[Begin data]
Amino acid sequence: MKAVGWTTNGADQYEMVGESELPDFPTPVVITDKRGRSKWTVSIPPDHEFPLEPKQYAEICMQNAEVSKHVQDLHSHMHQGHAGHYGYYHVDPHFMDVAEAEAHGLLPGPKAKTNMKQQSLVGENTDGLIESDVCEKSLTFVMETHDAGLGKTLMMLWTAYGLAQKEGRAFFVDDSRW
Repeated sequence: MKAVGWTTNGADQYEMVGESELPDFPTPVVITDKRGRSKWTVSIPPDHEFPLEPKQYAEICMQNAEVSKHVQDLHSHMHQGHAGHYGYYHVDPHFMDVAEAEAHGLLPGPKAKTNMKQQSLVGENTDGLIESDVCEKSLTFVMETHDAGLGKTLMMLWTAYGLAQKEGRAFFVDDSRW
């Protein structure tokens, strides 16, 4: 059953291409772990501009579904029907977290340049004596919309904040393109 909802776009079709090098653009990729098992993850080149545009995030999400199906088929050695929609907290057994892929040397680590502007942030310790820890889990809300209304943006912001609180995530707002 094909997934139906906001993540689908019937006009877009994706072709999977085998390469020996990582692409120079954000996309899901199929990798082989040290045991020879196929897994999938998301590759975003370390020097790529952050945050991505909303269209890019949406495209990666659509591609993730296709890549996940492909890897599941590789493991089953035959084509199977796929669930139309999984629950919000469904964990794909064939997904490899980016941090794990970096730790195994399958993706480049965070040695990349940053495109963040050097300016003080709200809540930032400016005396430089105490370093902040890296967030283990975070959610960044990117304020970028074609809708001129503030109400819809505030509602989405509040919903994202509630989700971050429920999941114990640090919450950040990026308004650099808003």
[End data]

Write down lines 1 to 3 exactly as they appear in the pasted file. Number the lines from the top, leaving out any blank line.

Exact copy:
Amino acid sequence: MKAVGWTTNGADQYEMVGESELPDFPTPVVITDKRGRSKWTVSIPPDHEFPLEPKQYAEICMQNAEVSKHVQDLHSHMHQGHAGHYGYYHVDPHFMDVAEAEAHGLLPGPKAKTNMKQQSLVGENTDGLIESDVCEKSLTFVMETHDAGLGKTLMMLWTAYGLAQKEGRAFFVDDSRW
Repeated sequence: MKAVGWTTNGADQYEMVGESELPDFPTPVVITDKRGRSKWTVSIPPDHEFPLEPKQYAEICMQNAEVSKHVQDLHSHMHQGHAGHYGYYHVDPHFMDVAEAEAHGLLPGPKAKTNMKQQSLVGENTDGLIESDVCEKSLTFVMETHDAGLGKTLMMLWTAYGLAQKEGRAFFVDDSRW
């Protein structure tokens, strides 16, 4: 059953291409772990501009579904029907977290340049004596919309904040393109 909802776009079709090098653009990729098992993850080149545009995030999400199906088929050695929609907290057994892929040397680590502007942030310790820890889990809300209304943006912001609180995530707002 094909997934139906906001993540689908019937006009877009994706072709999977085998390469020996990582692409120079954000996309899901199929990798082989040290045991020879196929897994999938998301590759975003370390020097790529952050945050991505909303269209890019949406495209990666659509591609993730296709890549996940492909890897599941590789493991089953035959084509199977796929669930139309999984629950919000469904964990794909064939997904490899980016941090794990970096730790195994399958993706480049965070040695990349940053495109963040050097300016003080709200809540930032400016005396430089105490370093902040890296967030283990975070959610960044990117304020970028074609809708001129503030109400819809505030509602989405509040919903994202509630989700971050429920999941114990640090919450950040990026308004650099808003």